Securing Accounts on Office 365 with Multi-Factor Authentication

Securing Accounts on Office 365 with Multi-Factor Authentication

If your organization is moving to Office 365, protecting your accounts in the cloud should be a top concern.  Thankfully Microsoft offers Multi-Factor Authentication (MFA) which requires that any user with MFA enabled prove their identity in at least two of the following ways:

  1. What you know
  2. What you have
  3. Who you are

Since you’re reading this blog online, chances are you routinely deal with the “What you know” aspect, the username and password.  With Office 365, the second proof of identity involves “What you have” and is often enforced through either a text to your office or mobile phone.  As of November 2017 a “Who you are” approach is not available when logging into Office 365.  

For those not familiar with this approach, these are the steps required for a staff member to sign in to Office 365:

  1. Try to log into Office 365 (SharePoint, Planner, Teams, Outlook, etc.)
  2. Office 365 prompts for your username and password.
  3. If the username and password is correct, you are asked to enter a verification code from your mobile device.
  4. A text message is sent to your mobile device with a random code.
  5. You enter that code and if the code is correct, you are authenticated and allowed to use Office 365.

This Send-Me-A-Text approach is commonly used because it is the easiest to implement and the easiest for the staff members to use (applying the Principle of Psychological Acceptability).  But while the ubiquity of mobile devices makes implementing MFA easier, sending a text to your mobile device is open to vulnerabilities including SIM Hijacking.

SIM Hijacking Explained

Cell phone carriers utilize a Subscriber Identify Module (SIM) card inserted into a mobile device to associate your mobile device with your mobile device number.  This association is managed by cell phone carriers allowing cell phone carriers to change the association between a SIM card and phone number if your mobile device is lost, stolen, or destroyed.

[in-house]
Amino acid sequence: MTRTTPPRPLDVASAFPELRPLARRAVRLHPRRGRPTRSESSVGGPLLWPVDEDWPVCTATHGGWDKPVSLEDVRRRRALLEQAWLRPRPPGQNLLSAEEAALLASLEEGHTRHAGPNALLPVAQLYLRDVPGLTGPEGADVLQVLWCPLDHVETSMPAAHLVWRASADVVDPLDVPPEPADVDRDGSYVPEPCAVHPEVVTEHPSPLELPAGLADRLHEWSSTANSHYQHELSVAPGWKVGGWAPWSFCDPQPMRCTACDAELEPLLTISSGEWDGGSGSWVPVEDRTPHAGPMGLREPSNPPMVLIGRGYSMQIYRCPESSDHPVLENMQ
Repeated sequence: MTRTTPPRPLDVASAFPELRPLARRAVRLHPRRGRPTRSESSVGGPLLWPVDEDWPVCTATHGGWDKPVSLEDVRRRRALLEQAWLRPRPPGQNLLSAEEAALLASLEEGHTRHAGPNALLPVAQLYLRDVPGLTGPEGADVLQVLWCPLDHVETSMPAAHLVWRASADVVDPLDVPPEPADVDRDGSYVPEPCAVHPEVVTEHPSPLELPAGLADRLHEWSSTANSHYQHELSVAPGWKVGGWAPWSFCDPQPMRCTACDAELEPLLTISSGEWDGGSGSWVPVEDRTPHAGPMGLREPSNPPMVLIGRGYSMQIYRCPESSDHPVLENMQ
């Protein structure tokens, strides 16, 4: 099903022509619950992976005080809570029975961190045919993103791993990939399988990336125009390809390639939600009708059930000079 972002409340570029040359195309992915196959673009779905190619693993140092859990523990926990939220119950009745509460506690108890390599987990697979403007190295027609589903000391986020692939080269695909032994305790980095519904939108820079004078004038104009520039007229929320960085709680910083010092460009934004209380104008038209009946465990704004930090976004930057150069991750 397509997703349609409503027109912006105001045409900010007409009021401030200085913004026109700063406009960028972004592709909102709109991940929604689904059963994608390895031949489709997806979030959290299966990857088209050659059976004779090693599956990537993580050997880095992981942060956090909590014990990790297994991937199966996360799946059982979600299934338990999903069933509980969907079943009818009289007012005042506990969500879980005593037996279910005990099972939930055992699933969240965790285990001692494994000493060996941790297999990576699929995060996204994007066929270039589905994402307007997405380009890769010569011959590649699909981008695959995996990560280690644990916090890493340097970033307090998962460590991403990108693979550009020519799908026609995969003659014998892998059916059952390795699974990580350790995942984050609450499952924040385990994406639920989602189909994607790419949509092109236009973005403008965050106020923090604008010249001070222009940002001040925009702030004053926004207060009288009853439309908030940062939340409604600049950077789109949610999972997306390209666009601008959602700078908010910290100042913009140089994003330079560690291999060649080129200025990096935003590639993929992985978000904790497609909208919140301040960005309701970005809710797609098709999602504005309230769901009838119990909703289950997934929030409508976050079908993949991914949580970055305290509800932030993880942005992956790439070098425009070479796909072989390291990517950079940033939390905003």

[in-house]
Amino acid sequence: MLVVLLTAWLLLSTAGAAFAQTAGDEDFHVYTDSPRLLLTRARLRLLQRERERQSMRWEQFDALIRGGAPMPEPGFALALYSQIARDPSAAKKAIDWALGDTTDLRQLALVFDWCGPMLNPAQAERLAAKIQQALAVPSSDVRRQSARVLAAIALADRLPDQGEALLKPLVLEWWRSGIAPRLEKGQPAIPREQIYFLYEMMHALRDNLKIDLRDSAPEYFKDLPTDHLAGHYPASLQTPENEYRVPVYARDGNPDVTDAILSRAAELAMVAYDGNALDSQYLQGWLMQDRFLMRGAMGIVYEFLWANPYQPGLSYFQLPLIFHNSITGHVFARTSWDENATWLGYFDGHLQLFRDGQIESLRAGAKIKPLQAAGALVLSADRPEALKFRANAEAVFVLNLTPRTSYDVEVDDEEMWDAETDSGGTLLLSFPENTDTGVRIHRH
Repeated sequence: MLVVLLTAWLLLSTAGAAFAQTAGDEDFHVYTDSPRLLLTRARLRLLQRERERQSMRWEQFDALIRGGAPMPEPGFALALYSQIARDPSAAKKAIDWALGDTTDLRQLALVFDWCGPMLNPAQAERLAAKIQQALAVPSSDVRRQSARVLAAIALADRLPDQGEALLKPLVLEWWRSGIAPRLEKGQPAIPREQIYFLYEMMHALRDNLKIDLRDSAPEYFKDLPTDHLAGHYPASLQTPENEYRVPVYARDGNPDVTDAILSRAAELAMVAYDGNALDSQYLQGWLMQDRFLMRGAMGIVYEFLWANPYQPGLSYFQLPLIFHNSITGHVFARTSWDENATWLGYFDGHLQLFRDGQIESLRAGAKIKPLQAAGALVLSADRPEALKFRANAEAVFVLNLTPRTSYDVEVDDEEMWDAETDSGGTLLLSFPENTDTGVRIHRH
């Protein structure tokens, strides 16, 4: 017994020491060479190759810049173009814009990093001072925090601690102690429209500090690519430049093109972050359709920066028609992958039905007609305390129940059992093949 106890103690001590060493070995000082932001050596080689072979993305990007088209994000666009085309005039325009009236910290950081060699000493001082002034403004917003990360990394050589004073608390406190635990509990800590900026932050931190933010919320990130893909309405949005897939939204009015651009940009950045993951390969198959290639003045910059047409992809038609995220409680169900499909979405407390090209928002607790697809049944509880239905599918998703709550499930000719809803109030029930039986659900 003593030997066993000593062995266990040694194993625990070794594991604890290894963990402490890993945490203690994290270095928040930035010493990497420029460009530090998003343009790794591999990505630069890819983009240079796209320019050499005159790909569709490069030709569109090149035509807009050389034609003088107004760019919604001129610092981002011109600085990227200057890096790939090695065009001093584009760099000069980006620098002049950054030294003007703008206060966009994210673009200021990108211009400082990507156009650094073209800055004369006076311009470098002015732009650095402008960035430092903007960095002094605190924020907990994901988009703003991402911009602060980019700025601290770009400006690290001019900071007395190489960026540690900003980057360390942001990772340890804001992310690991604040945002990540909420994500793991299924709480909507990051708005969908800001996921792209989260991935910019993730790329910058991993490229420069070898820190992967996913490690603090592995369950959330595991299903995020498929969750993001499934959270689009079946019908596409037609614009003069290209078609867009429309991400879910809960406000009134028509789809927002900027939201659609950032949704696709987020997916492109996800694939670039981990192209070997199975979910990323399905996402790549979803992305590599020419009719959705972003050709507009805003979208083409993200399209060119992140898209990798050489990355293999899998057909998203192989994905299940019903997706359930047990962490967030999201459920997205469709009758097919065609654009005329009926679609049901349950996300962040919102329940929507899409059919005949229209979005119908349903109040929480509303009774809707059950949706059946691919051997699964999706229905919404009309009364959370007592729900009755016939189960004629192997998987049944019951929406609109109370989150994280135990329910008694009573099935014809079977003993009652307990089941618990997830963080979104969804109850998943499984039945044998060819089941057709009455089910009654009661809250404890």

If a nefarious entity was able to contact a cell phone company and switch the association with the SIM card on your mobile device and your phone number to another SIM card on another mobile device, they would have successfully hijacked your SIM card.  As a result text messages would no longer go to your mobile device but the nefarious entity’s mobile device.

While cell phone companies have levels of security to prevent this, you should not rely on other entities to adequately mitigate this attack.  If the nefarious entity has enough information on someone through personal relationships or through other database hacks (think Yahoo, Equifax, etc.) then the probability is significant.

If you are still unsure that SIM Hijacking can happen read this story on SIM Hijacking with Twitter.

The fix

To avoid SIM Hijacking, it is best to use the Microsoft Authenticator app as the default verification step instead of the Send-Me-A-Text approach.   The Microsoft Authenticator app installs on a mobile device and implements the Time-Based One-Time Password Algorithm (TBOT) which involves having the current time, a digital signature, and a shared secret, a QR Code which is provided when you configure the application.

Figure 1 – Example of QR code for setting up Microsoft Authenticator app

Once a person installs and configures the Microsoft Authenticator app (see instructions provided by Microsoft), a code is pushed to your phone that is NOT dependent on your SIM card.  Furthermore, instead of receiving a text message with the code, the code appears on the Authenticator App for you to use to sign in as the second verification step.

Figure 2 – Microsoft Authenticator App with verification code

That’s not all – there is one more step.  Microsoft offers an alternative verification option when you sign into an account just in case you can’t use the Authenticator App.  If that alternative is an actual cell phone number then SIM Hijacking is still a viable problem.  

Figure 3 – The different verification needs to be addressed to avoid SIM Hijacking

The solution is to return to where you setup the Microsoft Authenticator app and update the alternate authentication number to a bogus phone number.  In addition, as a company it is important to establish a process and educate staff on how to notify Office 365 administrators if their mobile device is lost, stolen, or destroyed.  That way Office 365 administrators can be aware of a potential security risks and provide the appropriate alternative for MFA while a new mobile device is acquired.

Figure 4 – Example of addressing different verification option with SIM Hijacking


There are quite a few steps involved to better secure Office 365 accounts with MFA, but security is only the strongest at its weakest link.  With a good governance model these security implementations can be eased into an organization and balance security without disrupting staff work drastically. Definitive Logic has the expertise to help you migrate threats and thrive in the cloud, so please contact us at for further information or visit Definitive Logic’s cloud services page.